I suddenly feel old. And it’s all down to TikTok sensation Charli D’Amelio | Arwa Mahdawi

I thought it wouldn’t happen to me. I thought I would be the exception to the rule. But it has happened, it has finally happened: I have turned into my mother.

I knew the middle-aged metamorphosis had begun when I started feeling inexplicably thrilled by finding the perfect-sized container in which to store leftovers. I knew the transition was terminal when I realised that I yelled: “I can’t hear you if you’re speaking to me from a different room!” at least 10 times a day. But it was only on Monday that the fact I’m Officially Old™ really hit me. That was when my brain exploded after seeing the following headline: “Charli D’Amelio, the most popular teen TikToker, is the first to hit 100 million followers.”

One hundred million people is a lot of people! It’s the equivalent of four Australias. How is it that someone could be that popular and I had never heard of them? Particularly when D’Amelio, some frantic research revealed, is an incredibly controversial figure. Just this weekend the 16-year-old lost more than 500,000 followers because she was rude about the paella that her friend’s personal chef had cooked. How was it that I couldn’t comprehend the cultural impact of someone whose last supper caused a bigger kerfuffle among their followers than Jesus’s?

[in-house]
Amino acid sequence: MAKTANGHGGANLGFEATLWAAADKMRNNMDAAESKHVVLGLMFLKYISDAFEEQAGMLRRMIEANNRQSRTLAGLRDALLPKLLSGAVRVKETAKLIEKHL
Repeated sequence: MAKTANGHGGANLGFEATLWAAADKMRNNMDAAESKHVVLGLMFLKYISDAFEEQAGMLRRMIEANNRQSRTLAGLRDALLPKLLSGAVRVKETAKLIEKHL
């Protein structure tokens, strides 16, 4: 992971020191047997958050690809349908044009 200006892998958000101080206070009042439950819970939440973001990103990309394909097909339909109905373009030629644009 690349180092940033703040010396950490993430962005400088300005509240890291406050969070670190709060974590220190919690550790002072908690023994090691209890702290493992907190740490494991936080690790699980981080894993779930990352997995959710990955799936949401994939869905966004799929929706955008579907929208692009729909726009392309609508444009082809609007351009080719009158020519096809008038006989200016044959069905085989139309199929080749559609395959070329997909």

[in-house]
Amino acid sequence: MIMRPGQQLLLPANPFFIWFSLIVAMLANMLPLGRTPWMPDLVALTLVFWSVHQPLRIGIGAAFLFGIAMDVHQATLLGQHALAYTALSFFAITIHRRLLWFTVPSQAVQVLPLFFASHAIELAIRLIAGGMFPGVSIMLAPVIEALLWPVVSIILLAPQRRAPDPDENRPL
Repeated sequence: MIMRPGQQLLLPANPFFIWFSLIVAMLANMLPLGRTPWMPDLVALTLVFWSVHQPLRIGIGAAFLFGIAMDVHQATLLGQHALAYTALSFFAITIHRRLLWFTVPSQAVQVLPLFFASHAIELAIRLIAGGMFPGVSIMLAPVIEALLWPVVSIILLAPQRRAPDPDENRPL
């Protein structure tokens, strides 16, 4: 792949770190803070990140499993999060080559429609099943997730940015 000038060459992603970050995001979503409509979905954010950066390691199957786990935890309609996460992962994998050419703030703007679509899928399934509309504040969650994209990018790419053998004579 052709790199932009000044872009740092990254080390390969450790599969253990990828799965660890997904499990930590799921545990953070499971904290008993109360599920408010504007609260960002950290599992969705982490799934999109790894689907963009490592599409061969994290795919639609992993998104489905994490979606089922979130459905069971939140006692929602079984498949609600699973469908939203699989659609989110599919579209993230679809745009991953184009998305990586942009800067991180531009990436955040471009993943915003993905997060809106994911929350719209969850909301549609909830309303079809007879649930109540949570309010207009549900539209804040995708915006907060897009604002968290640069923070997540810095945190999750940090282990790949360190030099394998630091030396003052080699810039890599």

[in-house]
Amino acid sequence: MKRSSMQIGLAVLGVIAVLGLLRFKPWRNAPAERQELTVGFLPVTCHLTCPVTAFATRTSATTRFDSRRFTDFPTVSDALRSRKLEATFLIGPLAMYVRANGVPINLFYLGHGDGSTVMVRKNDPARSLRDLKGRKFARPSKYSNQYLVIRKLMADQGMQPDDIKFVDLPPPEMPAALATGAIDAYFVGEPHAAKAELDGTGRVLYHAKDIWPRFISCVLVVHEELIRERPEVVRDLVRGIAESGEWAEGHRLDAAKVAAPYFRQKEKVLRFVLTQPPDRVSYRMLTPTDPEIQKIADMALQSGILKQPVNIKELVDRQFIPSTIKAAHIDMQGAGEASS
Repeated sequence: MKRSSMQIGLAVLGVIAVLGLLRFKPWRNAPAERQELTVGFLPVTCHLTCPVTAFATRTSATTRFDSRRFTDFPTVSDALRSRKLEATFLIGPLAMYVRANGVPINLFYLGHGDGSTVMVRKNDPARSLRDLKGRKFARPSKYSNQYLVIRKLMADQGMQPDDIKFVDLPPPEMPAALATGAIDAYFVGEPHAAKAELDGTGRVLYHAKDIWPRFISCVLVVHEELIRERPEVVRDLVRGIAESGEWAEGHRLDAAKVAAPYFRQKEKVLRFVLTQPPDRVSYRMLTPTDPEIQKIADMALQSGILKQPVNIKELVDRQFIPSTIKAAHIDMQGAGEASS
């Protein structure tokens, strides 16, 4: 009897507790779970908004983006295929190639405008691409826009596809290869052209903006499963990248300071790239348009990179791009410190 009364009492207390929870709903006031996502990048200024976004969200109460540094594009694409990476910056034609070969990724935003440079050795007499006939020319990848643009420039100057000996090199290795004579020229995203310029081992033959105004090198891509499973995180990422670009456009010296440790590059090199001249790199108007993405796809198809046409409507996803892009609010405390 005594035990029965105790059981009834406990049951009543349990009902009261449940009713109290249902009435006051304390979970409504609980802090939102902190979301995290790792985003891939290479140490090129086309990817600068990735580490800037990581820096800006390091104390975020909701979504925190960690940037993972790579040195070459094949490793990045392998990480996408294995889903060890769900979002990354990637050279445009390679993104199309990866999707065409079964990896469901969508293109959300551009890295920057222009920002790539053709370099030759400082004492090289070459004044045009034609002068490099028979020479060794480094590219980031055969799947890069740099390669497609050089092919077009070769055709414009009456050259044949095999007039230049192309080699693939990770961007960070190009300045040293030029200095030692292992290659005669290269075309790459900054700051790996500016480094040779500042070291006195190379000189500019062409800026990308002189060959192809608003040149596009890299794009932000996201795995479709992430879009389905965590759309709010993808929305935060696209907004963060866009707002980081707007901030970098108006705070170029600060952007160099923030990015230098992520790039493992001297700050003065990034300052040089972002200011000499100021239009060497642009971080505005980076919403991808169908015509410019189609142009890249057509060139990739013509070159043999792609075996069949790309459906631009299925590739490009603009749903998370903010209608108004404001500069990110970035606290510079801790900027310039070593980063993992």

D’Amelio got famous by dancing in her suburban Connecticut bedroom while wearing oversized sweatshirts. Her family, who are basically the internet Kardashians, tagged along for the ride and now make millions from sponsorships. Nobody seems to be able to articulate exactly why D’Amelio is so popular, but it has something to do with her being down-to-earth. Polished Instagram influencers with impossibly fabulous lives are very last season; we’re all craving the sort of online authenticity that TikTok delivers. That’s why TikTok is taking over the world. I understand that academically, I really do. But I can’t help the fact that “TikTok” just makes me think about the unstoppable march of time that is turning us all into our parents.

The Guardian

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